The International Dairy Federation (IDF) is responding to what they say is a lack of evidence-based information about the important role of lactose as part of a healthy diet, and is advocating a revised policy approach for dairy and its intrinsic sugar.
The IDF reminds us milk, cheese, yogurt, and other cultured/fermented dairy products are composed of complex structures and are important sources of several key nutrients.
As part of their nutrient-rich package, dairy foods also contain naturally occurring sugar, lactose. It is important to consider dairy products in a unique way, giving credit to the important nutritional properties of their intrinsic lactose content.
While excessive intake of added/free sugars is linked to non-communicable diseases, there is no evidence linking naturally occurring sugars (such as lactose from dairy products) with chronic disease risk.
Rather, lactose, as a naturally occurring sugar in milk, is associated with some specific health properties such as enhancing intestinal calcium absorption in infancy and possibly in the elderly.
In addition, recent studies have shown that unabsorbed lactose could have prebiotic-like effects in the digestive tract.
Despite this scientific evidence, in some countries, lactose naturally present in milk or milk products is considered as an added/free sugars by health organizations or authoritative bodies.
Furthermore, despite the distinction made between “naturally occurring” and “added/free sugars”, some policies have been proposed to evaluate the health benefits of foods by looking at the total amount of sugars, including lactose.
In view of the important need to raise awareness of the benefits of lactose and identifying a lack of evidence-based information about the important role of dairy, including lactose, as part of a healthy diet, the IDF has released a report.
The report is free of charge and contained in its bulletin 509/2021: Lactose, an important nutrient: Advocating a revised policy approach for dairy and its intrinsic sugar .
IDF Director General, Caroline Emond has this to add, “Dairy products have long been recognized as an important part of a balanced diet, and there is a wealth of scientific evidence that supports the beneficial effects of milk and other dairy products on nutrition and health.
“Their consumption is recommended in t dietary guidelines worldwide and is associated with health benefits. There is no justification to discourage consumption of naturally occurring lactose in dairy in public health policies.
“We hope that this IDF bulletin will help national authorities take the uniqueness of lactose into consideration when designing and promoting domestic nutrition policies, especially those recommending reduction in consumption of sugar.”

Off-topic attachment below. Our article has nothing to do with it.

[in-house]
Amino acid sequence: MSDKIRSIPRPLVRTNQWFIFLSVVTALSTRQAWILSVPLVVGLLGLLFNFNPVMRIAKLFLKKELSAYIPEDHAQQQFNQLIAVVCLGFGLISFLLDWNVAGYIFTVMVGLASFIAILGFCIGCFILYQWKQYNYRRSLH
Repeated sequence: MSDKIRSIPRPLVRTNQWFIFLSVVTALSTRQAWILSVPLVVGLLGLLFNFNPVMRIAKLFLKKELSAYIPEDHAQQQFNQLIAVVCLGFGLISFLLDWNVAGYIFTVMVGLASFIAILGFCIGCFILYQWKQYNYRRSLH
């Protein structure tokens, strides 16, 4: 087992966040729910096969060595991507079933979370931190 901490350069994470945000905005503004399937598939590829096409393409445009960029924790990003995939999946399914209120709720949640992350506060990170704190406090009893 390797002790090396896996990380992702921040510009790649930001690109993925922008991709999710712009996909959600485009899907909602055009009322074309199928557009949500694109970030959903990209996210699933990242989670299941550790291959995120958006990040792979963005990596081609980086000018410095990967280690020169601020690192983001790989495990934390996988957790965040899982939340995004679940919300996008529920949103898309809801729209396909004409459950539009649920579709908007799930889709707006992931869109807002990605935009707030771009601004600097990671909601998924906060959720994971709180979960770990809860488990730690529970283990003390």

According to the World Health Organization (WHO), the term “free sugars” refers to all monosaccharides and disaccharides added to foods by the manufacturer, cook or consumer, plus the sugars that are naturally present in honey, syrups, and fruit juices.
This definition does not include naturally occurring sugars such as lactose in dairy and fructose in fruit. Naturally occurring sugars were intentionally excluded from the WHO recommendations due to no reported evidence of adverse effects.
The implementation of various dietary strategies or food polices aimed at improving health locally or regionally, often focus on the total sugar content when evaluating the healthiness of foods, without differentiating between added/free and naturally occurring sugars.
It is important that the intent of the policy is considered, and coherence is considered with other policies such as dietary guidelines.
If this is not done, it risks unduly penalizing nutrient dense nutritious foods such as dairy which contain intrinsic sugars and impact negatively on the nutrition and health of those who count of milk and dairy food for their protein, vitamins and minerals intake.
Developed by experts in dairy nutrition
Developed by the experts from the IDF Action Team on Lactose, under the umbrella of the Standing Committee Nutrition and Health, the bulletin summarizes the scientific evidence on lactose naturally present in milk and other dairy foods.
Along with its nutritional and health properties based on the science available and outlines the key role that milk and dairy products play in healthy diets.
IDF Action Team leader Action Team Leader, Maretha Vermaak, Registered Dietician had this to say, “Owing to the natural lactose content of dairy, milk products could be unfairly classified as ‘high in sugar’ according to certain policy or regulatory proposals should a ‘total sugar approach be taken.
“The review in this bulletin provides evidence-based information to IDF members about the important contribution of dairy, including lactose, to a healthy, balanced diet.
“The review underscores that policy measures aimed at lowering the intakes of nutrients of concern (such as sugar) should not be defined at the expense of the consumption of core, nutrient-dense foods such as milk, milk-based products, cheese, and yoghurt.”
Foods are a complex matrix of nutrients, which interact in a multitude of ways to influence health outcomes. Nutrition is not only about nutrients but also about having a balanced diet.
Therefore, when measures are implemented to fight NCDs, thoughtful consideration should be given to not impede the promotion of the consumption of nutritious and healthy foods.
Dairy products have long been recognised as an important part of a balanced diet and this should be taken into account when defining policy measures intended to lower intakes of nutrients of concern.
This can be achieved without discouraging the consumption of nutrient-dense core foods such as milk, milk-based products, cheese, and yoghurt.
Bulletin 509/2021 is now available to download free of charge from the IDF website.